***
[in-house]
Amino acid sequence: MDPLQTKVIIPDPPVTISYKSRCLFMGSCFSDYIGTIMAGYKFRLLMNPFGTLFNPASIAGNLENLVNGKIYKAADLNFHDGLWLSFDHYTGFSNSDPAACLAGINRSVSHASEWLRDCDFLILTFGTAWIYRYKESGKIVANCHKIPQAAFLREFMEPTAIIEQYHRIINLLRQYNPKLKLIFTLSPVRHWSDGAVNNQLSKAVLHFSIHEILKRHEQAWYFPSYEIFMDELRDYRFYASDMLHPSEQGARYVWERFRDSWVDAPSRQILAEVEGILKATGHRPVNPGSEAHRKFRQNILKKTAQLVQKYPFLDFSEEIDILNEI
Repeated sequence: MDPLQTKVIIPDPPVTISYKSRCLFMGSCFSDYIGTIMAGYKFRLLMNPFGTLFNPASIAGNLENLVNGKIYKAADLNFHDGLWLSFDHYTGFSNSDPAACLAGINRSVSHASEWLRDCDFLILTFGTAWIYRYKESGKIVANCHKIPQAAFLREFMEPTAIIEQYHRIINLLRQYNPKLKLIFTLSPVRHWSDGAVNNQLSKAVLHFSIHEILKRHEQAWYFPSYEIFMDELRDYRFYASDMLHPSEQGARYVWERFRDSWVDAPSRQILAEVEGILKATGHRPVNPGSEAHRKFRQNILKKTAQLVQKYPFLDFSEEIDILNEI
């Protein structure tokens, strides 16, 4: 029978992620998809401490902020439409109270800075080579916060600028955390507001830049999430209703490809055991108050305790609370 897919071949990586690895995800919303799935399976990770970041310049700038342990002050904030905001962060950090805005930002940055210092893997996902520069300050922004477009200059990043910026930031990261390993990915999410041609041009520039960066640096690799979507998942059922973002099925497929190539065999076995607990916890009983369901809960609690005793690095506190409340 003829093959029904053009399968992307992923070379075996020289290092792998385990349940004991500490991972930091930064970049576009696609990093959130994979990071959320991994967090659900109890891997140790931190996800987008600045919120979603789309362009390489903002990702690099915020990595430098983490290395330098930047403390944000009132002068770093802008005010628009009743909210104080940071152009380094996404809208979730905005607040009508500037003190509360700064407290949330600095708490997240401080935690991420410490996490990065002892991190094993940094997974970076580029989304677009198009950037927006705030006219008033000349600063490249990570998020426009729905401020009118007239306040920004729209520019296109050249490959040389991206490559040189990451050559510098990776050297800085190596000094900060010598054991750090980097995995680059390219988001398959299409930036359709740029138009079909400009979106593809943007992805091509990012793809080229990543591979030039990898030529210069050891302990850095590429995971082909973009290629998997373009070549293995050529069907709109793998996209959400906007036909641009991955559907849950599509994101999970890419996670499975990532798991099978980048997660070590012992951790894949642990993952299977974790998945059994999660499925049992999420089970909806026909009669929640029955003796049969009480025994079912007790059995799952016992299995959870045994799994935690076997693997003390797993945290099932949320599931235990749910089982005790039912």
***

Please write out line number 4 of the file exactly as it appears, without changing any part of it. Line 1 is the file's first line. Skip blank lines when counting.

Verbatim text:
């Protein structure tokens, strides 16, 4: 029978992620998809401490902020439409109270800075080579916060600028955390507001830049999430209703490809055991108050305790609370 897919071949990586690895995800919303799935399976990770970041310049700038342990002050904030905001962060950090805005930002940055210092893997996902520069300050922004477009200059990043910026930031990261390993990915999410041609041009520039960066640096690799979507998942059922973002099925497929190539065999076995607990916890009983369901809960609690005793690095506190409340 003829093959029904053009399968992307992923070379075996020289290092792998385990349940004991500490991972930091930064970049576009696609990093959130994979990071959320991994967090659900109890891997140790931190996800987008600045919120979603789309362009390489903002990702690099915020990595430098983490290395330098930047403390944000009132002068770093802008005010628009009743909210104080940071152009380094996404809208979730905005607040009508500037003190509360700064407290949330600095708490997240401080935690991420410490996490990065002892991190094993940094997974970076580029989304677009198009950037927006705030006219008033000349600063490249990570998020426009729905401020009118007239306040920004729209520019296109050249490959040389991206490559040189990451050559510098990776050297800085190596000094900060010598054991750090980097995995680059390219988001398959299409930036359709740029138009079909400009979106593809943007992805091509990012793809080229990543591979030039990898030529210069050891302990850095590429995971082909973009290629998997373009070549293995050529069907709109793998996209959400906007036909641009991955559907849950599509994101999970890419996670499975990532798991099978980048997660070590012992951790894949642990993952299977974790998945059994999660499925049992999420089970909806026909009669929640029955003796049969009480025994079912007790059995799952016992299995959870045994799994935690076997693997003390797993945290099932949320599931235990749910089982005790039912």